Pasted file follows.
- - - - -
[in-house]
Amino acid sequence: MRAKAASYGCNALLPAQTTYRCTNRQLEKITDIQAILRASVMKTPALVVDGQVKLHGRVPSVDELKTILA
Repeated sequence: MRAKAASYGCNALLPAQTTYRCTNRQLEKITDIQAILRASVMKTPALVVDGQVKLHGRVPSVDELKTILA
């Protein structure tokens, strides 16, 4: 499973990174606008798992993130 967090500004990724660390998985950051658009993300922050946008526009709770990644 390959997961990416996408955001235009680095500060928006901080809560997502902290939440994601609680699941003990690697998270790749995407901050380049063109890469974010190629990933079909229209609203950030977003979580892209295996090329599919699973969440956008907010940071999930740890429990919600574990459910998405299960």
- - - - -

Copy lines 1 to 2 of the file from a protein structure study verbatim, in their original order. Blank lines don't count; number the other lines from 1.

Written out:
[in-house]
Amino acid sequence: MRAKAASYGCNALLPAQTTYRCTNRQLEKITDIQAILRASVMKTPALVVDGQVKLHGRVPSVDELKTILA